Posted by Greg Ferrara on March 3, 2017
It seems hard to believe, but the Coen Brothers made their debut film well over thirty years ago now. In 1984 they put together their own trailer, a trailer for a movie they hadn’t even made, and went about getting the financing to make the film come true. The result was Blood Simple, a crime thriller that was also a showcase for some of the best talent in the movies at that time, talent that, to this day, has never gotten its full due. But it also stands as a testament to how artists change, how they view their work and whether any of it matters in the final analysis.
Recently, I watched Blood Simple again on The Criterion Channel of Filmstruck and when I was done, took advantage of the special features available to watch the Coen Brothers, as well as cinematographer Barry Sonnenfeld, discuss the movie’s making and their feelings on it now. What stands out in the segment as the three watch the movie and discuss its various framing and lighting setups, is how utterly dissatisfied they are, and many times dismissive, of their own enterprise. Sonnenfeld and the two brothers repeatedly point out how many lighting shots are unsourced, meaning they come from nowhere. For instance, in one shot Frances McDormand’s face is lit on the left side despite there being an obviously placed lamp on the set to her right. When the camera switches to look at the left side of the room where the person she is speaking to, John Getz, stands, there is no light, meaning that light on her left side has no source. This happens throughout and Sonnenfeld eventually gets a little touchy about it, explaining you don’t necessarily light according to source in a movie, you light according to artistic need.
That’s hard to argue with. Cars in the movies, especially in classic noirs, have actors lit from below far more than could be explained by dashboard lights, especially since there weren’t really dashboard lights on a lot of cars at that time anyway, save the radio. Nonetheless, the two brothers keep pointing it out and laughing about other things, like their own youthful and amateurish obsession with neon lights throughout the movie. They talk about how many “choking closeups” they did and how they would never do it now. They discuss how many times the camera moves for no reason. They talk about the famous shot of the camera tracking down the bar and awkwardly raising up over a passed out patron’s head only to very mechanically lower back down about two feet later. They talk about how they didn’t have cranes so they had to use scissor lifts that jerked to a stop and made the end of tracking down shots look jumpy and awkward. They talk about a lot but in their obsession over the technical details, they leave out any discussion over whether the movie works or how the plot unfolds. Having created it, all they can see is everything on it they did wrong.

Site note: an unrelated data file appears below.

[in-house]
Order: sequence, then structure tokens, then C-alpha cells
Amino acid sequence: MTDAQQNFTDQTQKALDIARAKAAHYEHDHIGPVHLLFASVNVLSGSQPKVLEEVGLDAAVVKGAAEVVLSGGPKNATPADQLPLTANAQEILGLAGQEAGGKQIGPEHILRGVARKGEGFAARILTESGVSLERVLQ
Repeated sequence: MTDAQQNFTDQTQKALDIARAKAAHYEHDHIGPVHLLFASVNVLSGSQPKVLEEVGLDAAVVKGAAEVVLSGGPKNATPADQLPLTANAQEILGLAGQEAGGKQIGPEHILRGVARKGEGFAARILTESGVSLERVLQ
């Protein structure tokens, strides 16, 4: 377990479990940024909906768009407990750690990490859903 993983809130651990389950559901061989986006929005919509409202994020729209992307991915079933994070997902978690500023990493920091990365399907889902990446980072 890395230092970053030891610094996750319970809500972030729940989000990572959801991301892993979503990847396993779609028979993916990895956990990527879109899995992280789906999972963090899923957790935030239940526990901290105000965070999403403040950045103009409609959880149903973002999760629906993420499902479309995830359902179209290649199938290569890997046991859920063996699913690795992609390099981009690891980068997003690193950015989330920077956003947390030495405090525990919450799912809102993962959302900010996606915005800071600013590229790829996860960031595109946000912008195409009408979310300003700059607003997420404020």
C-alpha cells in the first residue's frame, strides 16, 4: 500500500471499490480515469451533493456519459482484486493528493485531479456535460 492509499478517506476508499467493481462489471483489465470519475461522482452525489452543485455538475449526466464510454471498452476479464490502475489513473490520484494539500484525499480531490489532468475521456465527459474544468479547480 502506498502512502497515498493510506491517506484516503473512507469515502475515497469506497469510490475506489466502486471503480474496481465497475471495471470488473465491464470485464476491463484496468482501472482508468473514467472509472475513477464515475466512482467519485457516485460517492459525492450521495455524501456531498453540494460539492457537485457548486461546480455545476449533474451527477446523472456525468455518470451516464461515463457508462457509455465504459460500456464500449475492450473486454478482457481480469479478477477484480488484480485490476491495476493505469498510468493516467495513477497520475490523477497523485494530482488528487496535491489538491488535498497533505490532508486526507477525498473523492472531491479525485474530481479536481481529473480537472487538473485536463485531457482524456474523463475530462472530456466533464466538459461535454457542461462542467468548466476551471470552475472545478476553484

The movie, for those who don’t know, begins with John Getz and Frances McDormand, seen from behind, in a car driving down a highway in the rain, discussing how much she can’t stand her husband, a bar owner played by Dan Hedaya. Getz is a bartender at that very bar and is having an affair with McDormand which Hedaya knows about because he had her followed by a private eye played by M. Emmett Walsh who takes pictures of the two in bed together. Hedaya doesn’t ever want to see Getz again, attacks McDormand at Getz’s place and eventually hires Walsh to kill them both. That’s how it starts. It arrives at its ending through a series of labyrinthine plot developments that would have made the cast of The Big Sleep proud. In the end, this cheaply made crime thriller works tremendously well, but not really because of the clever plot turns. It works so well because of the excellent performances by everyone involved, though mainly Walsh. Take Walsh out of the movie and it’s still good, but only good and not much more. With him, it becomes a must-see.
Part of me wants to agree with the Coens that Blood Simple is a clearly amateurish work that serves well as an introduction to one’s film career but not much more. But it’s not that easy, or simple. A movie isn’t good just because it has great technical skill. How many movies have we all seen that are simply stunning on the technical level (great photography, masterful cuts, glorious sound) and bore the living hell out of everyone watching? And how many mediocre to decently made movies become exhilarating because of the interactions between the actors? That’s how I view Blood Simple: it’s a good movie, better than decent, with obvious flaws. But it has M. Emmett Walsh doing extraordinary work, especially in his scenes with Dan Hedaya, who is also pretty damn good, and it elevates the entire movie beyond that which it is on paper. And that’s something that the Coens can take credit for. Plenty of actors working with crappy dialogue and a bad director have come off looking bad. A good director knows how to get a performance and the Coens, despite being novices on the technical side, knew how to get the most from their actors and it’s there that they realized their vision with Blood Simple. We care about the characters to the extent that we want to keep watching them based on the actors playing them. The plot is pretty good too and keeps us engaged, but with bad performances, it probably wouldn’t have been enough. It’s a fascinating look at the early stages of the Coen’s development as filmmakers and provides an interesting enough story for the audience. But it’s the actors, especially M. Emmett Walsh, who raise the movie to another plane while making it all look so simple.
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